The U.S. Olympic Committee, in conjunction with the International Olympic Committee, begins a moratorium on athletes marketing themselves through companies that aren’t official Olympic sponsors Wednesday, and it holds through Aug. 15, three days after the Games conclude.
The rules date back to the days when all Olympic athletes were amateurs, and companies tried to profit by tangentially associating themselves with medal winners. This tactic, which the USOC calls ambush marketing, led to the current restriction, known as Rule 40, included in the athletes’ code of conduct. Violate the pact, and the result could be “sanctions including, ultimately, disqualification from the Games,” according to a USOC pamphlet distributed to athletes.
“Ambush marketing seems to be an issue that continues to rear its head in every Games,” said Lisa Baird, the USOC’s chief marketing officer. “There are ambush marketers out there that want to imply an association with the Olympics. They’ll take terminology; imagery, and they will get very close or crossing the line to really imply that they are a sponsor. That hurts us.”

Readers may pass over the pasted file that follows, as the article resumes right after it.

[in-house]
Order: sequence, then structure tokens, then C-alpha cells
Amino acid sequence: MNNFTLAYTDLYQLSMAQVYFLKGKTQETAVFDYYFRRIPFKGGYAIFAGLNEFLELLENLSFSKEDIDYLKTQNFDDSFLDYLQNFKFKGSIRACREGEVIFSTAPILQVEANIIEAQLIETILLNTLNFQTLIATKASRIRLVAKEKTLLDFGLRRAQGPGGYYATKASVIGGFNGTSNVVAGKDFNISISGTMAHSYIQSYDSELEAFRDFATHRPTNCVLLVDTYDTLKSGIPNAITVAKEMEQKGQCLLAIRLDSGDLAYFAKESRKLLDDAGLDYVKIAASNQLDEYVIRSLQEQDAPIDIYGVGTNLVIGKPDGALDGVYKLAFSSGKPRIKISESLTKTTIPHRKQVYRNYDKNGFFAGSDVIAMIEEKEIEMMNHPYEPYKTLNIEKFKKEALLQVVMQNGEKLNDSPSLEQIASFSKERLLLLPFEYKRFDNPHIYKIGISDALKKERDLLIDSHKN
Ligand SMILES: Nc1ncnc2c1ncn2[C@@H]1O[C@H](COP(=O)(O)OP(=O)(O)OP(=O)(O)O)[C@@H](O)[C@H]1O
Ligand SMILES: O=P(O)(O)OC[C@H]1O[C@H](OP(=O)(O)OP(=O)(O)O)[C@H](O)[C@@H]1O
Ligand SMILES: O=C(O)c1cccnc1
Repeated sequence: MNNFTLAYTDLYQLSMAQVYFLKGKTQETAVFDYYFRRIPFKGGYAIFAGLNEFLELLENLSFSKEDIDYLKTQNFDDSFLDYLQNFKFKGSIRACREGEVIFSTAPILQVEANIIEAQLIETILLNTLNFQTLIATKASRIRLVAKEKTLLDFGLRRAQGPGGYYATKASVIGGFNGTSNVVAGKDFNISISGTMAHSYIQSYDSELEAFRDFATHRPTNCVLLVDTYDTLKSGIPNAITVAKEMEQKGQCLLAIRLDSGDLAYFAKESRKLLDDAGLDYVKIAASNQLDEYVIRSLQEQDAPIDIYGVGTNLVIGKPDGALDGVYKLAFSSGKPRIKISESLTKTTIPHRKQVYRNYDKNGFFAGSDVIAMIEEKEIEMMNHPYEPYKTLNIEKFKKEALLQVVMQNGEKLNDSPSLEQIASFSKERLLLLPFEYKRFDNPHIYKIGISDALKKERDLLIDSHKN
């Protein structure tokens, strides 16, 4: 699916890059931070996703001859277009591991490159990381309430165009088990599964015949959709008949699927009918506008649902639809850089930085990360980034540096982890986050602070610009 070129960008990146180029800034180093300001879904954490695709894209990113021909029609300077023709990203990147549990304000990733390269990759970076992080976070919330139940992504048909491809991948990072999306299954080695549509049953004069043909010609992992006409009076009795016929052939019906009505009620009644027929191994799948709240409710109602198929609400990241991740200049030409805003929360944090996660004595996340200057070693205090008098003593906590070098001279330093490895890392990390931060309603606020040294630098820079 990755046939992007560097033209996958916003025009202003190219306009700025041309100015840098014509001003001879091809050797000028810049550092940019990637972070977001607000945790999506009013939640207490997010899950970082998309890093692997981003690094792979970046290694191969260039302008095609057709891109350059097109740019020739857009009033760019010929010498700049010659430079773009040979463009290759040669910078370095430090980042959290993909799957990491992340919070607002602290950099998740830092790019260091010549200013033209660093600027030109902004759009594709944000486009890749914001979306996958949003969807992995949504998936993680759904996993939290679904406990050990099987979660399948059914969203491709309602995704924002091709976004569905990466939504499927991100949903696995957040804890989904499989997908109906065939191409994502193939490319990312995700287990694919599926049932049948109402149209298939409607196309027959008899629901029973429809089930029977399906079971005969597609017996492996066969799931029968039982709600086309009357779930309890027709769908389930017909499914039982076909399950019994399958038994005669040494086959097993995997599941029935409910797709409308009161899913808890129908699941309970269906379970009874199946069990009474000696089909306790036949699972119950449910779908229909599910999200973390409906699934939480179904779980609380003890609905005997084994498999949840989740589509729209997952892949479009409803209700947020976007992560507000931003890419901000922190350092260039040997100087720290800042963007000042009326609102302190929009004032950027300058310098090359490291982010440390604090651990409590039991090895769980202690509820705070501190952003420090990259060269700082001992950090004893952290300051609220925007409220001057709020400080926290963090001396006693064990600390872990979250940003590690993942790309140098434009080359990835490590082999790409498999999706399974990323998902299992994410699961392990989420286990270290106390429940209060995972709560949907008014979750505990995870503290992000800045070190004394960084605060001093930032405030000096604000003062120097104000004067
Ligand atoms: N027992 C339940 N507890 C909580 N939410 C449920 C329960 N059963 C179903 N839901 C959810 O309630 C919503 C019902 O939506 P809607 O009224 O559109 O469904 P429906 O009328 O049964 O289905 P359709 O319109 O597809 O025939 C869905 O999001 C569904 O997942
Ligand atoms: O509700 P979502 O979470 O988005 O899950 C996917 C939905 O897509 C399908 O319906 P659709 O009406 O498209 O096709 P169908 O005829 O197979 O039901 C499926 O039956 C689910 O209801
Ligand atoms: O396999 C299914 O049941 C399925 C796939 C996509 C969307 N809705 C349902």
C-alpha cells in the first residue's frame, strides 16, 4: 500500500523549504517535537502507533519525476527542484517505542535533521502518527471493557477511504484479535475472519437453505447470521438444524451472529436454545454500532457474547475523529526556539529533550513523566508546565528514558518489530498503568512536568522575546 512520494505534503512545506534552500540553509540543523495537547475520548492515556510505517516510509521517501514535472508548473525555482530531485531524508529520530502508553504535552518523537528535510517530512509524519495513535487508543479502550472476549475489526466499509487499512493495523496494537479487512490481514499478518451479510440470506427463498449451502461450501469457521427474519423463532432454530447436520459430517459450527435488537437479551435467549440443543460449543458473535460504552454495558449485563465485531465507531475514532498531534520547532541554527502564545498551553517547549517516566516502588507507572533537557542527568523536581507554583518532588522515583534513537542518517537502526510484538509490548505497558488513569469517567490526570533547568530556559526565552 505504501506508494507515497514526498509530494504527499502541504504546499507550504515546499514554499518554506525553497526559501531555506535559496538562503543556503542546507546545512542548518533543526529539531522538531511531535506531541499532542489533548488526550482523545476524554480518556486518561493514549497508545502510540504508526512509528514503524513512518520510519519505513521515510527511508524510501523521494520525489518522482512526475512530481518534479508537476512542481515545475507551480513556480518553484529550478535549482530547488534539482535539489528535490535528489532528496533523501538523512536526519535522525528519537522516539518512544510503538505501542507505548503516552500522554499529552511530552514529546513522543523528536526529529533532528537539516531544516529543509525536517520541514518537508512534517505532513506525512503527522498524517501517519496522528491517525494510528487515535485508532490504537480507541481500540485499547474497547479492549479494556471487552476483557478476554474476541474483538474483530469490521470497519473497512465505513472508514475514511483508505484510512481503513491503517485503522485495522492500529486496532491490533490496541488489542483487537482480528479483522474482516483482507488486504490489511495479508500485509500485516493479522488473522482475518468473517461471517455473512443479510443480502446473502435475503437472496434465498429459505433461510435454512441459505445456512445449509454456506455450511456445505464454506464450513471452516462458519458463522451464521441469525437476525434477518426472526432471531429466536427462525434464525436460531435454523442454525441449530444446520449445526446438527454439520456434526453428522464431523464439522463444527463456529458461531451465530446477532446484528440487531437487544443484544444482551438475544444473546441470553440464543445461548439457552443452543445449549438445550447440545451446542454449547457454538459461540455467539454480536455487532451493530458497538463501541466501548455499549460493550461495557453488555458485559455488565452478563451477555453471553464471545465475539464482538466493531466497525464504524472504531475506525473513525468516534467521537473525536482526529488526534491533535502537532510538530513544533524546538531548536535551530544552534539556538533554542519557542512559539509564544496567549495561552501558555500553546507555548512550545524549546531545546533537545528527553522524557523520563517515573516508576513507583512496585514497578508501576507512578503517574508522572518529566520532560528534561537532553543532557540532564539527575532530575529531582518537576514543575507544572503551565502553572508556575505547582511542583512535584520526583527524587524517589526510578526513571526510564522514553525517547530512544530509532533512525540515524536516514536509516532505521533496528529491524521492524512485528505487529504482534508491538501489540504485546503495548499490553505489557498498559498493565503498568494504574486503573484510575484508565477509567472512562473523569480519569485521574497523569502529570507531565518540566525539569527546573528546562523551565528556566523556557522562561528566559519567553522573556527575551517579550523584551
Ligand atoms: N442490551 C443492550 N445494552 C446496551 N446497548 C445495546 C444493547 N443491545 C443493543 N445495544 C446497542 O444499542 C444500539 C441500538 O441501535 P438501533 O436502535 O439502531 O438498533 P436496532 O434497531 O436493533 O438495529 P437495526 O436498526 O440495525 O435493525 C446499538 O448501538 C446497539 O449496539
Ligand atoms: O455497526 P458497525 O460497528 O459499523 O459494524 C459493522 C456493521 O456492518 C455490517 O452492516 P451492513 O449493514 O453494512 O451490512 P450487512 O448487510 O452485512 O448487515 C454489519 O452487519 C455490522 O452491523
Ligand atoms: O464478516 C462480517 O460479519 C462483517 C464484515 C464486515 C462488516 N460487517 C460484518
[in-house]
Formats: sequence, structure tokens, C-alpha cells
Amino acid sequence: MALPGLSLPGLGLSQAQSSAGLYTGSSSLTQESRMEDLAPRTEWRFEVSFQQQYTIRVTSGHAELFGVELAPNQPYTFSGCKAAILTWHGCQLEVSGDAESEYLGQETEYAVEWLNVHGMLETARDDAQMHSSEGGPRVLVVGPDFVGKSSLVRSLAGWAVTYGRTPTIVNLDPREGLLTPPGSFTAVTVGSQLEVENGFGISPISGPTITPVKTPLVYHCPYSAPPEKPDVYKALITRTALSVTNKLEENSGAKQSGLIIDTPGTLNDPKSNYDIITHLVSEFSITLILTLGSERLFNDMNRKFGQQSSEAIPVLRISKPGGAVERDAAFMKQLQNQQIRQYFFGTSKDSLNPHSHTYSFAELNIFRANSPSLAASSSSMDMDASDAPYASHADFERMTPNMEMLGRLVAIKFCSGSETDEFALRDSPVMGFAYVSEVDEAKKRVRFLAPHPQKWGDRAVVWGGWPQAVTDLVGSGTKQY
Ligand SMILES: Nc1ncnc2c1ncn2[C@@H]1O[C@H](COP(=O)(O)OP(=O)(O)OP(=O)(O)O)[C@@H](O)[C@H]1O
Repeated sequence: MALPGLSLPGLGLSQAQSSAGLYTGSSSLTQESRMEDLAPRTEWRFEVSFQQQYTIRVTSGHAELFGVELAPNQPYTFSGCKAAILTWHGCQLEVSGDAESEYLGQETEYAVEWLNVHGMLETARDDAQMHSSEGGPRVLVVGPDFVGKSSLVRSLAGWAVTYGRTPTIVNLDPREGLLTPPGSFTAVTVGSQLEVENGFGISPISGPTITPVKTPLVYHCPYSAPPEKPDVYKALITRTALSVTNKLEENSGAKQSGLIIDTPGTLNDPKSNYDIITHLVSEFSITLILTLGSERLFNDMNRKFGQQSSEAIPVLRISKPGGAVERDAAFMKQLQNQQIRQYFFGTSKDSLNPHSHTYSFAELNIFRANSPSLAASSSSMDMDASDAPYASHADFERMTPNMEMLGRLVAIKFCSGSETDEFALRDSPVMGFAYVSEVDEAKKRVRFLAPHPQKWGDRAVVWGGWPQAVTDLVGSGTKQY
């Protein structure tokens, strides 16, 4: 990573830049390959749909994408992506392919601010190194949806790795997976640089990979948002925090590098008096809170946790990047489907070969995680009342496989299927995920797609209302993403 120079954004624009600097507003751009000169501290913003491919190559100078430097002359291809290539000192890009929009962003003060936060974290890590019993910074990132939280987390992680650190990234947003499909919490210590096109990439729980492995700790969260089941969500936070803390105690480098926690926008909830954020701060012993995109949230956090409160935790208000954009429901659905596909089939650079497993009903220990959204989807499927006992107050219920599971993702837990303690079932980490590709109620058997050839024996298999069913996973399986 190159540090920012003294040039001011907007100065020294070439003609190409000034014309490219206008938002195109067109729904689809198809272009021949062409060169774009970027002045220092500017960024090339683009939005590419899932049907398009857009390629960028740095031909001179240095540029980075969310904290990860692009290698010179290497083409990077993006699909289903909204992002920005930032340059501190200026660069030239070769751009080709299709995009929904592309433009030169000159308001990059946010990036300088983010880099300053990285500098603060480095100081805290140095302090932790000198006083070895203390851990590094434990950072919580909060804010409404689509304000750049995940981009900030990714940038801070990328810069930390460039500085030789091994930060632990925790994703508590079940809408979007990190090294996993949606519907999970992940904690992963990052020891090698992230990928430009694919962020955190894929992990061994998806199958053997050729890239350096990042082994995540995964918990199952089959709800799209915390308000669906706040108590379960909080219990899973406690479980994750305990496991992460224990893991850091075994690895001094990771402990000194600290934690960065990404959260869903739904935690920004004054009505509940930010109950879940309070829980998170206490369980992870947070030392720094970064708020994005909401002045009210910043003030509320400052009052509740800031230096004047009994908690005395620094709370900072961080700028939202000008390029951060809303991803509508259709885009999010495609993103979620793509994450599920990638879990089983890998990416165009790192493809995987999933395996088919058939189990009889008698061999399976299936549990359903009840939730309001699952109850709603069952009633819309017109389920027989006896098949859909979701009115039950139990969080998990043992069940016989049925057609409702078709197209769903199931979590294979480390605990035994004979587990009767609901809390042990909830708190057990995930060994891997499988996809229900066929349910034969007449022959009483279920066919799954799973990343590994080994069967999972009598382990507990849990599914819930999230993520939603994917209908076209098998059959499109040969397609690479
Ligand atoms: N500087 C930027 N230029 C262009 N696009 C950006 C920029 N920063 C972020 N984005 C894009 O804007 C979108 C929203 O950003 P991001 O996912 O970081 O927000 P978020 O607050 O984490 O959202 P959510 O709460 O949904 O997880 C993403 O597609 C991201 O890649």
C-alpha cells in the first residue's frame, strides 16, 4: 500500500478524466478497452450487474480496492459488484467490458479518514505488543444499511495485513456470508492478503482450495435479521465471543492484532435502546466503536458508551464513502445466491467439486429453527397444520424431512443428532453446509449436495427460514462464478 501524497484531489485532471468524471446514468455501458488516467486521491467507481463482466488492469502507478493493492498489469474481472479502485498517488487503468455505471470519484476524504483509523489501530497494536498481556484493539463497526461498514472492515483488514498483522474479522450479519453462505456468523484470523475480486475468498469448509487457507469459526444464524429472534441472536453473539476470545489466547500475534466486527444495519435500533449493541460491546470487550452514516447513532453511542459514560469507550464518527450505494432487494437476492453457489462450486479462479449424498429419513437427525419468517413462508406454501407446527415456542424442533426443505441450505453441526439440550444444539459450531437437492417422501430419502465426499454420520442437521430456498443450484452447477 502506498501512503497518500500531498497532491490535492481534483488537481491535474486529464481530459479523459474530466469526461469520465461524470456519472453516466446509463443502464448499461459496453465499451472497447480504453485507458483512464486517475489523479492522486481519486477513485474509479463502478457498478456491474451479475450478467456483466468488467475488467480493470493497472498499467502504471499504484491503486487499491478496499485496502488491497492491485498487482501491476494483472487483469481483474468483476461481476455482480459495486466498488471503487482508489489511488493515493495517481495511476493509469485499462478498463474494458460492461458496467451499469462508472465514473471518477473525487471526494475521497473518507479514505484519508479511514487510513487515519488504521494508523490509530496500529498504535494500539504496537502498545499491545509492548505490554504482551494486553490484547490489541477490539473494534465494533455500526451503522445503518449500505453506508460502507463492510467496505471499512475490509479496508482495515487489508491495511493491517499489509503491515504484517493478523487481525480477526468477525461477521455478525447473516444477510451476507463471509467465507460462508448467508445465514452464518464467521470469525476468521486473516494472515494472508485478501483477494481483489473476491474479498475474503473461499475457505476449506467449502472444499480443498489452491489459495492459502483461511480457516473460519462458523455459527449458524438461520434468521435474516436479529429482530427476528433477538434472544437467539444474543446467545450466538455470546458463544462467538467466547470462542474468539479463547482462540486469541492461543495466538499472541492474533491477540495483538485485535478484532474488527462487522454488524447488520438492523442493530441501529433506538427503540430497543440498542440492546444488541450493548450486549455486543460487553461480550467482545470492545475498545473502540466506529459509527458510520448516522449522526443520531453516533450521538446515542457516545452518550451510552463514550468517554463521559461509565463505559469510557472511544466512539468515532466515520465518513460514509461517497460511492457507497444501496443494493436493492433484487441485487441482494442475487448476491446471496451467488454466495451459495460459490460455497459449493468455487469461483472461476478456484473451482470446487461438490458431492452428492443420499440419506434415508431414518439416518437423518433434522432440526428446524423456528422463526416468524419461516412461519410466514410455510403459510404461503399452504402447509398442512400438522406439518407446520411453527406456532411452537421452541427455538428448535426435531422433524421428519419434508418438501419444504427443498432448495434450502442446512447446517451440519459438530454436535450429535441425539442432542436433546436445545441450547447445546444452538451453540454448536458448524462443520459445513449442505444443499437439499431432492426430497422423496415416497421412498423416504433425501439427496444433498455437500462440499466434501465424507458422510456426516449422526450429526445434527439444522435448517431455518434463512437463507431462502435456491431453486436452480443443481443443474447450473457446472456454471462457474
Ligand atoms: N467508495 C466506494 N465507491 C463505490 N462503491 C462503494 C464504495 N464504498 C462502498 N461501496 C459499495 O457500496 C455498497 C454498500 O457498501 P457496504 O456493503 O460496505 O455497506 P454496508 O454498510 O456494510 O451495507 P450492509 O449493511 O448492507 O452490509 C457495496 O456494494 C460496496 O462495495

Several athletes and their representatives, though, believe the athletes suffer more. “Absolutely terrible,” said Erika Wright, who represents Lochte. Evan Morgenstein, the chief executive of PMG Sports — whose client list includes several prominent swimmers, gymnasts, skiers and other athletes — said the USOC “has rendered these kids indentured servants.”
“It’s the big issue at this time of year, because the athletes’ eligibility is at stake,” said Peter Carlisle of Octagon, Phelps’s longtime agent. “Whatever your opinion might be, the stakes are high.”
The IOC allows official association with the Games — use of the Olympic rings, images of venues and the like — to 11 “worldwide” sponsors, companies such as Coca-Cola, General Electric and McDonald’s. Such deals have been estimated to be worth $100 million for every four years, a period encompassing one Winter and one Summer Games.
The USOC receives 20 percent of the revenue generated from those deals. The USOC also has relationships with a long list of companies — Deloitte, Hilton, Kellogg’s, Nike, among others — that grants those companies rights to use Olympic themes in its ads domestically. Those relationships go a long way toward funding the U.S. Olympic program.
“In a sense, the Olympics are kind of favoring the sponsors over the athletes,” said Bob Dorfman, a sports marketing expert at Baker Street Advertising in San Francisco. “But that’s where the money comes from.”